The Light Between Oceans (Blu-ray)

January 20, 2017 5 Min Read

Review by: Matt Brighton and Matt Malouf

Plot: What’s it about?

I’m a huge fan of Director Derek Cianfrance’s The Place beyond the Pines. When I realized he was the director of The Light Between Oceans I did get a little more hopeful than I might’ve been with another director. Typically films of this sort aren’t my cup of tea, but I thought maybe he would bring something interesting to the table. I’m also a fan of Michael Fassbender and Rachel Weisz. What we end up with is an interesting film with a bit of a convoluted plot and some frustrating elements. The acting and cinematography are top notch, but some choices are questionable. Still, it’s certainly unique.

We meet Tom Sherbourne (Fassbender), a World War one vet who’s returning home to Australia. He hopes to find some sort of peace and quiet after seeing the horrors of the war. He secures a job as a lighthouse keeper and indeed that is well suited for him. It’s not long before he meets a local woman named Isabel (Alicia Vikander). She eventually becomes his wife. She even begins to stay with him at the lighthouse. They try to have children and start a family, but after two attempts, they lose the child. It’s shortly after that Tom sees a rowboat and finds there’s an infant inside and a dead man. He wants to report the incident, but Isabel convinces him to keep the baby and pretend it’s theirs. And so he does. Tom then learns that their new adoptive baby was presumed dead and finds the mourning mother (Rachel Weisz). He then makes a tough decision that puts a lot of things in jeopardy, including his marriage. I won’t reveal more as it’s best to see the film and watch how things events unfold. Matters do become a bit manipulative and melodramatic, but something about it kind of works here. The film is so well made and well-acted that I was able to forgive such flaws in the narrative. The cinematography is certainly a plus as well and the direction is strong. The pros were enough to outweigh some of the cons. How the film will work for certain viewers really depends on how much you’re willing to go with. It’s a flawed film to be sure, but something about it worked for me.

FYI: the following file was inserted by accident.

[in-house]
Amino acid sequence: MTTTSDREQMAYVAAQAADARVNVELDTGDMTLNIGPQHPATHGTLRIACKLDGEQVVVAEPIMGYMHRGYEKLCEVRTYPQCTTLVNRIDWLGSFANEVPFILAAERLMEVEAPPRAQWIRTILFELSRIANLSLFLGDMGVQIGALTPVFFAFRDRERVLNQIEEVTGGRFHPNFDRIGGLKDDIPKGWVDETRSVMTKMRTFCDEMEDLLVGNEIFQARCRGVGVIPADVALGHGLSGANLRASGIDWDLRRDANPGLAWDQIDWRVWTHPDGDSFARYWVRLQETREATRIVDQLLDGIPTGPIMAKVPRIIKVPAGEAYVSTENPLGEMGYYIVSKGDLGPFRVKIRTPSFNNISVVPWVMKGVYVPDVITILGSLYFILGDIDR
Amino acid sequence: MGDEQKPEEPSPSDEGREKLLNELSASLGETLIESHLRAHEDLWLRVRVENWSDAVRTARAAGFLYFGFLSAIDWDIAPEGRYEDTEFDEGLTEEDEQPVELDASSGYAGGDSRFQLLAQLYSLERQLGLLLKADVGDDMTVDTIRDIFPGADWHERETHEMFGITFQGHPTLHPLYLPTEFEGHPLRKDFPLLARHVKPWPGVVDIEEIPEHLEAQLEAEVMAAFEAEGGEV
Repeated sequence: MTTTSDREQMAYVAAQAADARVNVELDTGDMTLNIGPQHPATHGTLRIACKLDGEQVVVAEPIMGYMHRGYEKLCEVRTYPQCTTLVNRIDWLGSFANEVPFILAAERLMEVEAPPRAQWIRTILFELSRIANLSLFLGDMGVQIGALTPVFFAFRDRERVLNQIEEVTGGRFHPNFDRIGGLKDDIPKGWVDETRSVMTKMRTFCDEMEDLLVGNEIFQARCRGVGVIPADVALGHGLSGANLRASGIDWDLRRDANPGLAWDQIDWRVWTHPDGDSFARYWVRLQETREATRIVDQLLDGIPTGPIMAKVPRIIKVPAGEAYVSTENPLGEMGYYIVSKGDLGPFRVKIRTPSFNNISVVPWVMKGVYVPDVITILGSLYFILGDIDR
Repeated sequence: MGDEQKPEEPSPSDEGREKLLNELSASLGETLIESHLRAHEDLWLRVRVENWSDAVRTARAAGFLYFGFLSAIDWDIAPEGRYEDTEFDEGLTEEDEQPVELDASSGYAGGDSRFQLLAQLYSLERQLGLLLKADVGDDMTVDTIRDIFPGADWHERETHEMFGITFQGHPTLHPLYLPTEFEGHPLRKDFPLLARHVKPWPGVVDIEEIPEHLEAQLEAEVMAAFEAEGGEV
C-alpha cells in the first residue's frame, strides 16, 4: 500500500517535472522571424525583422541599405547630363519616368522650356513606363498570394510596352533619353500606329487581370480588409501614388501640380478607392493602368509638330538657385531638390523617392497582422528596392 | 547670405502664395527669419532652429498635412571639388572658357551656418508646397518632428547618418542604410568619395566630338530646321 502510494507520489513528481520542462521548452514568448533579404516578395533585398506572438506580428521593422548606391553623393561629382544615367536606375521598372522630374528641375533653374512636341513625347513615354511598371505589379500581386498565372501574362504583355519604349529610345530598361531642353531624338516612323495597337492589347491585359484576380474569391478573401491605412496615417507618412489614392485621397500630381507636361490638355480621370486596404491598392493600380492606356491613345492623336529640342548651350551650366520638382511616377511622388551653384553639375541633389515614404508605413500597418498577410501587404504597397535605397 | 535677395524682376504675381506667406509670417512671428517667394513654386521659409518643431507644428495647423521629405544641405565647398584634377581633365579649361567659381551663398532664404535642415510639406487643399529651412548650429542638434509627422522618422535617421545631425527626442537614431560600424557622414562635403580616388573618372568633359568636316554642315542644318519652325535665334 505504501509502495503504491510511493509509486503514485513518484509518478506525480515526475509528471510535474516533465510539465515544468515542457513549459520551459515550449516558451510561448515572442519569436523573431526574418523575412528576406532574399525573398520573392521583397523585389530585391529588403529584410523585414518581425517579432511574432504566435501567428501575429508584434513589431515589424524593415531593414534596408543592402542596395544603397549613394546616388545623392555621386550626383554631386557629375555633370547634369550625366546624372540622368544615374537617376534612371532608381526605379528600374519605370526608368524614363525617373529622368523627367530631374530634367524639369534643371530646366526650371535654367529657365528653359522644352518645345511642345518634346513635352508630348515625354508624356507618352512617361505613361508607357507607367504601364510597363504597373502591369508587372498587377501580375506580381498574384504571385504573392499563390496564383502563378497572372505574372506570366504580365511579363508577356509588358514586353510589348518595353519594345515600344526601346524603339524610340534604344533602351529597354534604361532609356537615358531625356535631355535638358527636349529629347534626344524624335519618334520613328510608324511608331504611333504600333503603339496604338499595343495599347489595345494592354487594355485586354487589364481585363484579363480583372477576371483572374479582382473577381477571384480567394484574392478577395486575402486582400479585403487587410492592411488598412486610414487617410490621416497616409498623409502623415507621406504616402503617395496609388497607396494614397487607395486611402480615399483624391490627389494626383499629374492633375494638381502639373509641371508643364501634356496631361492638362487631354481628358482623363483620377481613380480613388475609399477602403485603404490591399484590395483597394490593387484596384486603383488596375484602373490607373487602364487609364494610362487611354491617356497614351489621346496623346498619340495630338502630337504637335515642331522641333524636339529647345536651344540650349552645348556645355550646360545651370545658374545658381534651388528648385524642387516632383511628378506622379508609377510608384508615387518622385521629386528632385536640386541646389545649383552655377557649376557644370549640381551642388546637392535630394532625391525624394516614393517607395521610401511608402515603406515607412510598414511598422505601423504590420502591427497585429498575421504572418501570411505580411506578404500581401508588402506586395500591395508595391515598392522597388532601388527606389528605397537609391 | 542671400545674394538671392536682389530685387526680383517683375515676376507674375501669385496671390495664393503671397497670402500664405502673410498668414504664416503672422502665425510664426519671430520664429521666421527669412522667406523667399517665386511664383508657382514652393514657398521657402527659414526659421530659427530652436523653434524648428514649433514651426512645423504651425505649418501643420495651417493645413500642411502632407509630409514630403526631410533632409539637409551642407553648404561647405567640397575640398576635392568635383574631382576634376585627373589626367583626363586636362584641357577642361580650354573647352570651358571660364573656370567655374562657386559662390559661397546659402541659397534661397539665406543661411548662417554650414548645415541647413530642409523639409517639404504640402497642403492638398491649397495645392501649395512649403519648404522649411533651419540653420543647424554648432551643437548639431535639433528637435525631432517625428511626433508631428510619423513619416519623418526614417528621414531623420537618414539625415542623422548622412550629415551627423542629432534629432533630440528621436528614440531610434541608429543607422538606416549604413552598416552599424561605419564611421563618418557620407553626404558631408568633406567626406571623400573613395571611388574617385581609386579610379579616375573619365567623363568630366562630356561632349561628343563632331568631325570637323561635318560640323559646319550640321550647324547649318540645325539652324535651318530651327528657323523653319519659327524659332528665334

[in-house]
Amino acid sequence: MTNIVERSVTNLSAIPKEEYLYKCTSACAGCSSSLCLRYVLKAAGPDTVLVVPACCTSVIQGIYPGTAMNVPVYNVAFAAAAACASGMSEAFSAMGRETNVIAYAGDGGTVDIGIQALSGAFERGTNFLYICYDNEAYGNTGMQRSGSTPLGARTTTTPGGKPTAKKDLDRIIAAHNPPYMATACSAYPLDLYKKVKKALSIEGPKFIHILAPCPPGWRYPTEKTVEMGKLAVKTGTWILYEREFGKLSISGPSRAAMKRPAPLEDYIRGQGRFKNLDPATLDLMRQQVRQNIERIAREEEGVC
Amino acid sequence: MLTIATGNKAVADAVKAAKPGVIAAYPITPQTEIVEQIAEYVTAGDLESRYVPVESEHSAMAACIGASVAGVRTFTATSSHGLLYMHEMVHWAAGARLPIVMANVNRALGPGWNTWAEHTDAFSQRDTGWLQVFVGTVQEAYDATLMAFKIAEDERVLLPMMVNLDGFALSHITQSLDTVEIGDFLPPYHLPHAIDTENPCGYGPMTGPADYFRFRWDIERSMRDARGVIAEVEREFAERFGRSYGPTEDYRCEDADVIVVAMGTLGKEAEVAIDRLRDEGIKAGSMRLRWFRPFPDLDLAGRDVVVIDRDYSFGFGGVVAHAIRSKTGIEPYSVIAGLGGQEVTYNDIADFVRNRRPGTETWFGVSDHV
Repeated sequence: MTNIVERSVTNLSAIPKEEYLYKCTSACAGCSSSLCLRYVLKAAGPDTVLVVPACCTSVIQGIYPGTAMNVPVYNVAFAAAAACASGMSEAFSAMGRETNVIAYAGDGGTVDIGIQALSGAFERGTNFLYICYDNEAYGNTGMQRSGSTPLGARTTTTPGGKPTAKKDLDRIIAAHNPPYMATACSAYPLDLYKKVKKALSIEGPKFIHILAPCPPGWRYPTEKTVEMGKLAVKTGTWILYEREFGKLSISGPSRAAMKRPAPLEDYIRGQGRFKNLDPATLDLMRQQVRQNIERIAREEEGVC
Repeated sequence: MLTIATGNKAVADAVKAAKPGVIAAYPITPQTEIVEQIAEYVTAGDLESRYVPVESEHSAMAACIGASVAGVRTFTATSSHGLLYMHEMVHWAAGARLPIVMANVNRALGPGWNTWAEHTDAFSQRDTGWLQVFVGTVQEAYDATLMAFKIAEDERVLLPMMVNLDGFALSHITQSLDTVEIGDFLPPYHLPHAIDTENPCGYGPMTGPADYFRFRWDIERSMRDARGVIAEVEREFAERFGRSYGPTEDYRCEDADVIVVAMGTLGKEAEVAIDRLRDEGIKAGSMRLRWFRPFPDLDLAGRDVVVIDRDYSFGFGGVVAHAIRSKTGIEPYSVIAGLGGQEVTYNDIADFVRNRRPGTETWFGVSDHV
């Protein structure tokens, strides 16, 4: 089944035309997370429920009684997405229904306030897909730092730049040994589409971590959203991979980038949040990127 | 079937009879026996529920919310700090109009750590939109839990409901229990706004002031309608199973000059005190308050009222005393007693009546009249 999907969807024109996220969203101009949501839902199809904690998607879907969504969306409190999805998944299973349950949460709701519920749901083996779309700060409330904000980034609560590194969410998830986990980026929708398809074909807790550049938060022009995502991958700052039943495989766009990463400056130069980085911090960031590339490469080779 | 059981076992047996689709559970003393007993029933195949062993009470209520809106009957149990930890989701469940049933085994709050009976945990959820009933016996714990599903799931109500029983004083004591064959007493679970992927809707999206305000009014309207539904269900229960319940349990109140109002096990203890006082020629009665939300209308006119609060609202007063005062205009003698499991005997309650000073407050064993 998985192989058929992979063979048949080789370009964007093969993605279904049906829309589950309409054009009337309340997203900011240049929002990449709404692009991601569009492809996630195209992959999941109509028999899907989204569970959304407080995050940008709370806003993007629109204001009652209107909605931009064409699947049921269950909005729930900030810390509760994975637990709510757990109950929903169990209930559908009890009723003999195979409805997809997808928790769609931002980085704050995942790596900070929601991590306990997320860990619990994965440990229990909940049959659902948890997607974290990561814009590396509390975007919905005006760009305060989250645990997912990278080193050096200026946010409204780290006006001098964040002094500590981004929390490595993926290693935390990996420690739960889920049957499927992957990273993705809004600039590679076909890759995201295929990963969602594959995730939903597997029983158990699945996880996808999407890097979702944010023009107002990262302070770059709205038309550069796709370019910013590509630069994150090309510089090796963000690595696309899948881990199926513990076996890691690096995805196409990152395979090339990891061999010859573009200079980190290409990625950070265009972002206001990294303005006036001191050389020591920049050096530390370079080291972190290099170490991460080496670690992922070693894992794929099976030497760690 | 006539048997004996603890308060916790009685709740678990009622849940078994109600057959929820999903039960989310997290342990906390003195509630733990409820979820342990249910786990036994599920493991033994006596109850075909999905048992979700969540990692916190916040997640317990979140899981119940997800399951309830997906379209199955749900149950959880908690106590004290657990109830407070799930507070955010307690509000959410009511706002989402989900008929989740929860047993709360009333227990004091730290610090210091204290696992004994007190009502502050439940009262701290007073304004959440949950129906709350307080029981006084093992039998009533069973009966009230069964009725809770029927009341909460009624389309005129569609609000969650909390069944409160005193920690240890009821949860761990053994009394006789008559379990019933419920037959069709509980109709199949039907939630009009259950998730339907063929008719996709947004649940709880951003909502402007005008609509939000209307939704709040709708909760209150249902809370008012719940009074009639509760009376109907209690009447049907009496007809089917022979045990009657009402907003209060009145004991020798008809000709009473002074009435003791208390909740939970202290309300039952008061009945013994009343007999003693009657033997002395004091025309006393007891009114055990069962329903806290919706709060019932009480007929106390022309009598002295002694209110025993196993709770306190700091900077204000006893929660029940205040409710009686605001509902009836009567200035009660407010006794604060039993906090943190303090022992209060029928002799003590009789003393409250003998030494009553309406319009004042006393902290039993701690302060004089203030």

Video: How’s it look?

The image is solid throughout. Certainly this is a nice film to look at and the transfer only enhances that. Clothing, colors and details are all strong in nearly every scenes. Background shots remained strong without any obvious softness or other issues. The print showed no flaws either. The image is AVC encoded with a 2.40:1 ratio.

Audio: How’s it sound?

We get a strong DTS HD track as well. I wasn’t expecting this strong of a track, but it proved me wrong. It remains engaging throughout and really brings us into this world. There’s one sequence where a strong storm comes through that really puts this track to the test and indeed it delivers. All in all, fans will be pleased with the results here.

Supplements: What are the extras?

  • Bringing The Light to Life – It seems somewhat obligatory for novels that become film to examine every aspect of what made it the screen. We get a look at the story, some of the shooting locales, a chat with the cast and so forth.
  • Audio Commentary – Derek Cianfrance is joined with this real-life professor Phil Solomon, discuss some of the techincal details of the film as well as the casting, shooting and some other tidbits. I’ll give it an “A” for originality and fans of the film will no doubt get a kick out of this.
  • Lighthouse Keeper – When you need to find that perfect lighthouse…

The Bottom Line

I’ll admit that this film took me a bit by surprise. It’s far from perfect, but it works a lot better than films of this sort usually do. A large part of that thanks belongs to the strong direction and the acting. It’ll likely move certain people more than others, but I was willing to go with much of it. Regardless, it’s worthy of a rental.

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